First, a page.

So you’re more of a performer than an actress?

C: Oh I love both equally. Like, I could not live without one or the other. Like, I love acting and I love singing and I love performing. ‘Cause performing also is like all so different. It’s like bam! You have to breathe fire.

What’s been your favorite cover to do so far?

N: Oh man. My favorite cover?

Yeah. Let’s start with you.

N: My favorite cover has, hands down, been “Wake Me Up”. But if you’re asking me about my favorite music video to shoot – because “Wake Me Up” was great, we were on the beach and stuff - but if you’re asking about my favorite music video, it’s the most current one, which is my original song for the music video. But I can’t tell you anything about it. All I can say is Miami to L.A.

M: I think that my favorite video to shoot would have been “Roar” because I had all of my friends there. And I was doing something I love, I love to dance and I love to do karate. And I like to beat up all the boys (laughs). Girl power.

C: And mine, I’ve had very- I feel like all my covers are very different. Like they’re very unique to each other. Like I have “I Knew You Were Trouble” by Taylor Swift, which is probably my favorite one to sing. One of my favorite songs, like, ever. Like, I love that song and I love Taylor and I loved that video and it was my first one. It started everything. Then I also like “Try” ‘cause it’s like rock kind of and we mixed it with Bruno Mars’ “Locked Out of Heaven”. I liked the last one, “Come and Get It”, that was fun. And I incorporated my volleyball playing and all my volleyball team and they absolutely loved it. So, I really love all the covers and I even love – we did – and everyone was in it – “A Night to Remember”. We went way back into time and did that one. It was so much fun, that was party of a lifetime, really.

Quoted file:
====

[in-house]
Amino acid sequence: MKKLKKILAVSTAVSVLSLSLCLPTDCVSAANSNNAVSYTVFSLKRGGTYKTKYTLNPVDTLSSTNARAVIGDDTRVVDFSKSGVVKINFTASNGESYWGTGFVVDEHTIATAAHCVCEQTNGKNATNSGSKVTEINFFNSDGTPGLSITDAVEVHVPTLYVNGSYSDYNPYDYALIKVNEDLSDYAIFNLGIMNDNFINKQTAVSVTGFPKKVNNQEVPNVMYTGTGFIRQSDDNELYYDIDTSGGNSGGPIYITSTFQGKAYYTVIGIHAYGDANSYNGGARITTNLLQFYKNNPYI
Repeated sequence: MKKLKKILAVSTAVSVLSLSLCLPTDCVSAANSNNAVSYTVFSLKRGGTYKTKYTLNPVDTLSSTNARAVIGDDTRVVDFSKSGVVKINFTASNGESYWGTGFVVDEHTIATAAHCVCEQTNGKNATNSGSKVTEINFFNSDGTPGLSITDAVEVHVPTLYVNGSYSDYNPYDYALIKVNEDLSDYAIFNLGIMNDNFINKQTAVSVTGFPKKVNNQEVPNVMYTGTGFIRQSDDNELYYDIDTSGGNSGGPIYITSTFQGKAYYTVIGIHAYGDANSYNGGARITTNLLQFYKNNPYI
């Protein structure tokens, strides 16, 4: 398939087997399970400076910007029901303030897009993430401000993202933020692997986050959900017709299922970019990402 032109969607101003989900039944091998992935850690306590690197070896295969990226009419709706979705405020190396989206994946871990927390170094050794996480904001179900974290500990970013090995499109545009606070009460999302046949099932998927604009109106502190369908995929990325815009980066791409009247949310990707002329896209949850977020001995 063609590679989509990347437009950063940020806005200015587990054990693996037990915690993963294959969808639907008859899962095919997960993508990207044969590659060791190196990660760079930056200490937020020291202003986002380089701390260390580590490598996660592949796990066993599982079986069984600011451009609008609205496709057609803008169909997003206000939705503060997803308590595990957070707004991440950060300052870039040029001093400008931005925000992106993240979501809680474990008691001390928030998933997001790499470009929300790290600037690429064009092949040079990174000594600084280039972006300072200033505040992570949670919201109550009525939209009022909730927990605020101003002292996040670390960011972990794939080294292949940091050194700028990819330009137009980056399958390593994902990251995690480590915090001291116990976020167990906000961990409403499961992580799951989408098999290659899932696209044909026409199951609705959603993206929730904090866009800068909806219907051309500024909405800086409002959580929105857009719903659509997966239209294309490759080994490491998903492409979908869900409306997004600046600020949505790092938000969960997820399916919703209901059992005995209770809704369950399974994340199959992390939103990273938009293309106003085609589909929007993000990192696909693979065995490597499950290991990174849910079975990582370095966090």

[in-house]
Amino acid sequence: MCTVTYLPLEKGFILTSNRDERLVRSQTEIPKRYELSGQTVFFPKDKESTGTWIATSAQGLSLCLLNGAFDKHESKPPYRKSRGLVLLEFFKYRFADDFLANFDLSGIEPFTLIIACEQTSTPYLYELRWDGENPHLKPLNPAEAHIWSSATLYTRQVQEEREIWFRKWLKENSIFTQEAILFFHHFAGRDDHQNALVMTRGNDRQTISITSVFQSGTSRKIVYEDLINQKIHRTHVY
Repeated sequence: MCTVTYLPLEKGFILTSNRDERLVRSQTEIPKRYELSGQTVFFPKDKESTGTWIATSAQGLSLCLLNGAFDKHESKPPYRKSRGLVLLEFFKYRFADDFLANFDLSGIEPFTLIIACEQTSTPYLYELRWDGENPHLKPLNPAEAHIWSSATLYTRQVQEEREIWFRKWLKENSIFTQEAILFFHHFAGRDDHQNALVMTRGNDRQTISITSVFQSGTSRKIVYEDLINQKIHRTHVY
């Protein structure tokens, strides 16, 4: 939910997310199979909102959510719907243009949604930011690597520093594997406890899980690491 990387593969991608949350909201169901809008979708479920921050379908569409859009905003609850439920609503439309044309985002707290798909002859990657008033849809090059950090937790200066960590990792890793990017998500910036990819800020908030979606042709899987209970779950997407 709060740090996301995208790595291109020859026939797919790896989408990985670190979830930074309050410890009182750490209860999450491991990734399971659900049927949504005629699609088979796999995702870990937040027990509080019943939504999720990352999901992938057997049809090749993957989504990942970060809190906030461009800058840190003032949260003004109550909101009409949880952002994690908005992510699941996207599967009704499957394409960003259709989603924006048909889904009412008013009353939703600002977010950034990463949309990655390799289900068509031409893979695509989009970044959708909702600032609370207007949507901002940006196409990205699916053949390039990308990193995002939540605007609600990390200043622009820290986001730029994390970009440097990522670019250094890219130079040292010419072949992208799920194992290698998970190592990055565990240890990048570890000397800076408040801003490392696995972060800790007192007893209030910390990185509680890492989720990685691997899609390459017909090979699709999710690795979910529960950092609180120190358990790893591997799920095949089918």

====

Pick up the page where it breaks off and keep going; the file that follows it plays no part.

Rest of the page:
N: I’ll tell you what; one of my favorite shoots was “Let It Snow” (several “oh my god”s and “that was awesome” in agreement). We had like, a snow machine at the very end. It was so cool.

C: Yes, that one was so much fun.

Going back to that, you said that Taylor Swift song’s your favorite. Are you aware of the goat version of that song?

N: (laughs) Oh my gosh!

C: I actually learned how to do the goat.


C: Yes I did.

Do it, do it.

C: Ready?


C: [does very convincing version of the goat scream]. Trouble, trouble, trouble.

N: (laughs) Dot dot dot.

C: [launches into another round of the goat scream]. [laughter]. The moment it came out, I feel like I was the first person to watch it honestly. I probably wasn’t, but I knew about it way before it became viral. So yeah. I love it. I love that.